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Imagine a bird, a big bird. When it walks, it uses its wings as a second set of legs--stilts, really. The bird is over two meters tall and has a wingspan of more than twice that length, should it decide to spread its wings. Suffice to say it needs room to navigate.

This bird is a Hunter, and this particular specimen is called Arkaa. Arkaa is covered in feathers in various shining colors, which I can only describe as “metallic.”

‘You have the color of a sports vehicle.’

I have trouble keeping my thoughts in my head; I call it a charming programming error, although most tend to disagree with the “charming” part of that description.

But Arkaa laughs. . . Or at least, the Hunter’s equivalent thereof: he inflates a small sac under his long beak and then lets the sound escape in a sort of prolonged toot.

‘And you look like a flapling without wings.’ Arkaa’s voice sounds distorted--mechanical--through the translator.

I smile and decide I like Arkaa. This is a good thing, as we’ll be spending quite some time together.

A projected display flashes a yellow light at me. I turn around and let the shuttle’s scanners complete their body scan. When the display flashes green, the airlock unlocks and slides open.

The shuttle’s cockpit is very small, no more than a metal bubble lit green, blue, purple, and yellow by an assortment of flashing displays. The adjustments made to the cockpit in order to seat the Hunter seem to have cut into my space a little.

‘This is tight,’ I say. ‘It looks like I’ll have your feathers in my face.’

‘Consider it a privilege.’

Arkaa walks remarkably fast. The stilt-like wings and the short legs work hard to make him nearly as quick as I am. I can see he is agile as well when he folds his wings behind his back to put on his protective jumpsuit. The jumpsuit is purple, cyan, red, and yellow and has a golden protector for Arkaa’s impressively high crest. He neatly packs himself in the jumpsuit and makes sure his feathers are comfortably smoothed underneath the layers of synthetic material.

‘Can you fly in that thing?’ I ask him.

Arkaa extends one of his wings: a thin, almost transparent membrane unfolds beneath it. ‘It simulates wings,’ he says. ‘Not as comfortable as using my own, but it will have to do.’


I suit up. Although my jumpsuit is a lot less flashy than Arkaa’s, I get dressed quicker: no feathers to smoothen. Arkaa watches me, apparently intrigued by my--to him--alien physique.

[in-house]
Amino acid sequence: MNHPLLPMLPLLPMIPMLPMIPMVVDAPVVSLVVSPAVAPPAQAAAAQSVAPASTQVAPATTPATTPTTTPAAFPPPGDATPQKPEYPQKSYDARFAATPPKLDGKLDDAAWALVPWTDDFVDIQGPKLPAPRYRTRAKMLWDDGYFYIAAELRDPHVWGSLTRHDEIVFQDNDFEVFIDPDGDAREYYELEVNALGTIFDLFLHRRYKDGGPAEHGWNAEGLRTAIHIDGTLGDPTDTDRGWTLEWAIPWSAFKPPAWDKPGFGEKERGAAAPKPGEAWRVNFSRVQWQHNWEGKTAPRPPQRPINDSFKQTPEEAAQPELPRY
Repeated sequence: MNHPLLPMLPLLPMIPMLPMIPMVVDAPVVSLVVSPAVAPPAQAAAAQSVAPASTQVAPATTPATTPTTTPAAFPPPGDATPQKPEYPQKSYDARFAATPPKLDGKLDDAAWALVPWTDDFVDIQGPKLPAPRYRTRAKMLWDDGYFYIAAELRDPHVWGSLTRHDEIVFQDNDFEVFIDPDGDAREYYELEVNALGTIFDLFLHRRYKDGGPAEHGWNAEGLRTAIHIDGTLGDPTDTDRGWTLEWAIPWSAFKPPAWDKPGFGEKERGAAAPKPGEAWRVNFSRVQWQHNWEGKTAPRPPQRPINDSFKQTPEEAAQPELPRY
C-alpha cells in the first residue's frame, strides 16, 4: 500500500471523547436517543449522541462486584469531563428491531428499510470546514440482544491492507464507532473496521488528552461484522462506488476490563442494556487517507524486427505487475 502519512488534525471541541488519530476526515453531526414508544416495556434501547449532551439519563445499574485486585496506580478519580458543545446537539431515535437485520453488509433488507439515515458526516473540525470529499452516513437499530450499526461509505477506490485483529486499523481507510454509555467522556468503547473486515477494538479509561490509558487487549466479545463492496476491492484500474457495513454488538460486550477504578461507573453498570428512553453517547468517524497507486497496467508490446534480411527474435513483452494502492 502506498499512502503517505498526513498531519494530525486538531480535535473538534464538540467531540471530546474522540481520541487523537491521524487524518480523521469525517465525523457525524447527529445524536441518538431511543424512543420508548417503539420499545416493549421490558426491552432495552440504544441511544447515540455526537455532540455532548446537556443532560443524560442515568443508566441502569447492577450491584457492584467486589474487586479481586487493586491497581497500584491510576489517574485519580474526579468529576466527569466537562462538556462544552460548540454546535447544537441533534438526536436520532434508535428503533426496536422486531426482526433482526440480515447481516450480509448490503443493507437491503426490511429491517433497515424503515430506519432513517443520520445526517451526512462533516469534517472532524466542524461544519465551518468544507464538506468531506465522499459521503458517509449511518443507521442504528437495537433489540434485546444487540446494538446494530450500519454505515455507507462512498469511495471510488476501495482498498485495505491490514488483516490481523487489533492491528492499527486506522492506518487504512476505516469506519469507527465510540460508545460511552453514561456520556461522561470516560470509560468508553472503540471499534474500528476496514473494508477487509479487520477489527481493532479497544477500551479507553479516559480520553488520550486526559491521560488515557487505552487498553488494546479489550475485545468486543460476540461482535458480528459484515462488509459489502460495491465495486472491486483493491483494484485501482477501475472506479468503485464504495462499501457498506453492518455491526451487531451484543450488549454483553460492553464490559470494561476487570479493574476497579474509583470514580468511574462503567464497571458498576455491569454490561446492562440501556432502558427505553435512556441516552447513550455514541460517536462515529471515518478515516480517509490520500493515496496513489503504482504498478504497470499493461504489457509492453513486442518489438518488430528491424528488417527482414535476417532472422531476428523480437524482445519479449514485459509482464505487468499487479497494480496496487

‘And you?’ He says. ‘Can you fly in that thing?’ He closes his eyes and opens his beak to display several rows of small, menacing teeth: a Hunter’s smile.

‘Very funny,’ I say.

I zip up my jumpsuit, put on my helmet, and then slip past Arkaa to buckle up in the bowl-shaped captain’s chair. The board computer runs its regular checks; numbers and symbols flash on the display. Finally, I am informed that all systems are go and the shuttle is ready for departure.

‘Ready, Big Bird?’

‘Ready, Flapling.’

The docking clamps release the shuttle and propel it off on a course towards the planet beneath us: the barren world we’ve been commissioned to reclaim.


A world unfolds beneath us, and it is utterly alien; its atmospheric gases glow green and pack together in thick, noxious clouds. Beneath them lie barren red and brown continents in between oceans of silver or green. Every few seconds, the blinding flash of lightning causes my sensors to flash warnings at me. The data on my displays is clear: the atmospheric gases are poisonous to humans, but not to Hunters; temperature in the landing zone is 43 degrees Celsius; the air is humid and contains corrosive substances that might damage untreated materials; there are signatures of organisms of varying sizes; and so on. . .

I absorb the information and slightly adjust our course to steer clear of a particularly thick corrosive cloud. The shuttle has a coating that should prevent any damage, as do our suits, but it’s best to play it safe. I look at Arkaa, whose calm demeanor conveys that he’s seen many a strange world before.

‘Do you know why the Syndicate is interested in this place?’ I ask.

Arkaa blows some air out of the side sacs near his upper shoulders and partially unfolds the wing membranes of his jumpsuit: it’s a shrug, or at least something like it.

‘Minerals, I think,’ he says.

The craft starts trembling as we enter the planet’s atmosphere. The displays flash positive reports at me and the data the ship feeds me predicts a clean entry and a smooth landin. In a millisecond, I check and authorize an automated report to the reclaimer ship in high orbit above us.

I catch Arkaa looking at me, but I cannot decipher the alien expression on his face. ‘It’s strange,’ he says, ‘sitting next to someone who pilots a ship without actually touching the controls. Are you plugged in or something?’